For the historical significance of the kiss, there was little to differentiate it from countless others when a Navy ship pulls into its home port following a deployment.

Neither the Navy nor the couple tried to draw attention to what was happening and many onlookers waiting for their loved ones to come off the ship were busy talking among themselves.

David Bauer, the commanding officer of the USS Oak Hill, said that Gaeta and Snell’s kiss would largely be a non-event and the crew’s reaction upon learning who was selected to have the first kiss was positive.

“It’s going to happen and the crew’s going to enjoy it. We’re going to move on and it won’t overshadow the great things that this crew has accomplished over the past three months,” Commander Bauer said.

The ship returned to Joint Expeditionary Base Little Creek-Fort Story following an 80-day deployment to Central America. The crew of more than 300 participated in exercises involving the militaries of Honduras, Guatemala Colombia and Panama as part of Amphibious-Southern Partnership Station 2012.

Both women are Navy fire controlmen, who maintain and operate weapons systems on ships. They met at training school where they were roommates and have been dating for two years, which they said was difficult under “don’t ask, don’t tell.”

I can only imagine how long she had been waiting to express her love for her partner, and how long she had to keep the very existence of that relationship a secret. It must have been painful to be away for so long, never able to express those romantic feelings to anyone, for fear of being blackmailed or discharged. This kiss must’ve felt liberating in more ways than one.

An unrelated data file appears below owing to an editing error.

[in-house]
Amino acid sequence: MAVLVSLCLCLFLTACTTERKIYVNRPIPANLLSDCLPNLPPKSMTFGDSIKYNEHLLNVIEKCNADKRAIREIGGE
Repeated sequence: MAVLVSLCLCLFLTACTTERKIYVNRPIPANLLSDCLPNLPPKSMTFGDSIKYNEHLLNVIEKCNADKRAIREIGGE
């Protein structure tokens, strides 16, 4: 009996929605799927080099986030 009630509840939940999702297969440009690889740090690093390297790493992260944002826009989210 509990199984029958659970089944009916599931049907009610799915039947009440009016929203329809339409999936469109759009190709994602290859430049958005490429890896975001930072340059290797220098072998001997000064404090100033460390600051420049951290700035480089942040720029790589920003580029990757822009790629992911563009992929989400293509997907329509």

“We did have to hide it a lot in the beginning,” Petty Officer Snell said. “A lot of people were not always supportive of it in the beginning, but we can finally be honest about who we are in our relationship, so I’m happy.”

Navy officials said it was the first time on record that a same-sex couple was chosen to kiss first upon a ship’s return. Sailors and their loved ones bought $1 raffle tickets for the opportunity.

Petty Officer Gaeta said she bought $50 of tickets, a figure that she said pales in comparison to amounts that some other sailors and their loved ones had bought. The money was used to host a Christmas party for the children of sailors.

Petty Officer Snell said she believes their experience won’t be the last one for gays and lesbians in the military.

“I think that it’s something that is going to open a lot of doors, for not just our relationship, but all the other gay and lesbian relationships that are in the military now,” she said.

Petty Officer Snell is based on the USS Bainbridge, the guided missile destroyer that helped rescue cargo captain Richard Phillips from Somali pirates in 2009.

There’s a brief video of their encounter and their thoughts on the matter here.

I believe that if you’re willing to risk your life on my behalf, fight for my freedom, or otherwise serve my country selflessly, then having a consenting relationship with another adult of the same sex or gender is the last thing that will disqualify you in my eyes. It’s astounding how many bigots could condemn and disenfranchise the same people they’d otherwise call patriots (a label these chauvinists would often find applicable to themselves). 

I’m not just making an appeal to pathos – there’s little empirical, scientific, or logical evidence that openly gay troops bear any detriment to the efficiency or integrity of the military. A majority of our NATO allies have long allowed homosexuals to serve openly in their armed forces, and subsequent reviews have yielded no adverse effects. Even the much vaunted Israeli military has opened up service to gays, and its prowess remains well intact.